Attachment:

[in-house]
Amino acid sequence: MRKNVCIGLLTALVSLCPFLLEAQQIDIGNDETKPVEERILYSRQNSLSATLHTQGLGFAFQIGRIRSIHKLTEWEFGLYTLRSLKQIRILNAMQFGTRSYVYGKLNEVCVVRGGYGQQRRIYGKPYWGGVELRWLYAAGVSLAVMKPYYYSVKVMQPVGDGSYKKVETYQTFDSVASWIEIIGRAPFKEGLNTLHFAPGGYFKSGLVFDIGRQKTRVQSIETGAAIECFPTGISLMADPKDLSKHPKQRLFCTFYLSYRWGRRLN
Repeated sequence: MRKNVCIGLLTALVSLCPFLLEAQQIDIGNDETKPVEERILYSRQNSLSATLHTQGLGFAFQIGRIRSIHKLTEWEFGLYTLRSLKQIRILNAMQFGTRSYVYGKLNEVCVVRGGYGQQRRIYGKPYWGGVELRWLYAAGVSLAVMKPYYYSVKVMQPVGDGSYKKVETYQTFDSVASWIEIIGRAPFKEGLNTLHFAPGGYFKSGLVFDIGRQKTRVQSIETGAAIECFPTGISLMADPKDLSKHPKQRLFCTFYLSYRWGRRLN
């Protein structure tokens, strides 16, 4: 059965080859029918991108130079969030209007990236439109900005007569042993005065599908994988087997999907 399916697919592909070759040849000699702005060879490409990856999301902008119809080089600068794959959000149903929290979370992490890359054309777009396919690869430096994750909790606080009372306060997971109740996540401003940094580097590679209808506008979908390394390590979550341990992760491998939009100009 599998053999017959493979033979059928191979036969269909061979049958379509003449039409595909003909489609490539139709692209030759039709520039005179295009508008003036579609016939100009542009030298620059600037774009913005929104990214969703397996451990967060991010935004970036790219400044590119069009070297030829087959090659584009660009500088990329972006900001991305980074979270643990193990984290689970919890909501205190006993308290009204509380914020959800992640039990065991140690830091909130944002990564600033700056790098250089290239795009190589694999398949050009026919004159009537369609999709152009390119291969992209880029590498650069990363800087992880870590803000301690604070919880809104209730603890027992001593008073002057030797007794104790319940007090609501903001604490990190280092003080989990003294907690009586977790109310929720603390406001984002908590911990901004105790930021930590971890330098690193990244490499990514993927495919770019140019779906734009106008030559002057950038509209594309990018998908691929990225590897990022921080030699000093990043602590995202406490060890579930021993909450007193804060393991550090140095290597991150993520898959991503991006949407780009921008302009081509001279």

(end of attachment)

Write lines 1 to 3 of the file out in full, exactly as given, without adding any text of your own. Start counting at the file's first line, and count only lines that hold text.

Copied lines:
[in-house]
Amino acid sequence: MRKNVCIGLLTALVSLCPFLLEAQQIDIGNDETKPVEERILYSRQNSLSATLHTQGLGFAFQIGRIRSIHKLTEWEFGLYTLRSLKQIRILNAMQFGTRSYVYGKLNEVCVVRGGYGQQRRIYGKPYWGGVELRWLYAAGVSLAVMKPYYYSVKVMQPVGDGSYKKVETYQTFDSVASWIEIIGRAPFKEGLNTLHFAPGGYFKSGLVFDIGRQKTRVQSIETGAAIECFPTGISLMADPKDLSKHPKQRLFCTFYLSYRWGRRLN
Repeated sequence: MRKNVCIGLLTALVSLCPFLLEAQQIDIGNDETKPVEERILYSRQNSLSATLHTQGLGFAFQIGRIRSIHKLTEWEFGLYTLRSLKQIRILNAMQFGTRSYVYGKLNEVCVVRGGYGQQRRIYGKPYWGGVELRWLYAAGVSLAVMKPYYYSVKVMQPVGDGSYKKVETYQTFDSVASWIEIIGRAPFKEGLNTLHFAPGGYFKSGLVFDIGRQKTRVQSIETGAAIECFPTGISLMADPKDLSKHPKQRLFCTFYLSYRWGRRLN